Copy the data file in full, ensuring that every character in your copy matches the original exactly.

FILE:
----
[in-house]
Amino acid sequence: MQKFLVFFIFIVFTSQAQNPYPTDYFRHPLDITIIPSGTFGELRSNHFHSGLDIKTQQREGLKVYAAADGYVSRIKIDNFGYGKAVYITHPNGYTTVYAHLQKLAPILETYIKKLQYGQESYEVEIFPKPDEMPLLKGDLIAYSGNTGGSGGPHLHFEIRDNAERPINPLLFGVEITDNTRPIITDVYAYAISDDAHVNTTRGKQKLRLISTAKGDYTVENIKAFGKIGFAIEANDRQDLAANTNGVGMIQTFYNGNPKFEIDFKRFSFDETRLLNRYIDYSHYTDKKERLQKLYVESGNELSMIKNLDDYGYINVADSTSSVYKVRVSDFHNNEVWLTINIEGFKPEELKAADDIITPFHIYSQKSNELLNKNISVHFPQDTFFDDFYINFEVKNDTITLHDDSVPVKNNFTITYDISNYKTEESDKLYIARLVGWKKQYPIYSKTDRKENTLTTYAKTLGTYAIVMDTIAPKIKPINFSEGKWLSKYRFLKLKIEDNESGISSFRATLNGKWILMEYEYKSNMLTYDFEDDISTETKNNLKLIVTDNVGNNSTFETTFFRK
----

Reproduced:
[in-house]
Amino acid sequence: MQKFLVFFIFIVFTSQAQNPYPTDYFRHPLDITIIPSGTFGELRSNHFHSGLDIKTQQREGLKVYAAADGYVSRIKIDNFGYGKAVYITHPNGYTTVYAHLQKLAPILETYIKKLQYGQESYEVEIFPKPDEMPLLKGDLIAYSGNTGGSGGPHLHFEIRDNAERPINPLLFGVEITDNTRPIITDVYAYAISDDAHVNTTRGKQKLRLISTAKGDYTVENIKAFGKIGFAIEANDRQDLAANTNGVGMIQTFYNGNPKFEIDFKRFSFDETRLLNRYIDYSHYTDKKERLQKLYVESGNELSMIKNLDDYGYINVADSTSSVYKVRVSDFHNNEVWLTINIEGFKPEELKAADDIITPFHIYSQKSNELLNKNISVHFPQDTFFDDFYINFEVKNDTITLHDDSVPVKNNFTITYDISNYKTEESDKLYIARLVGWKKQYPIYSKTDRKENTLTTYAKTLGTYAIVMDTIAPKIKPINFSEGKWLSKYRFLKLKIEDNESGISSFRATLNGKWILMEYEYKSNMLTYDFEDDISTETKNNLKLIVTDNVGNNSTFETTFFRK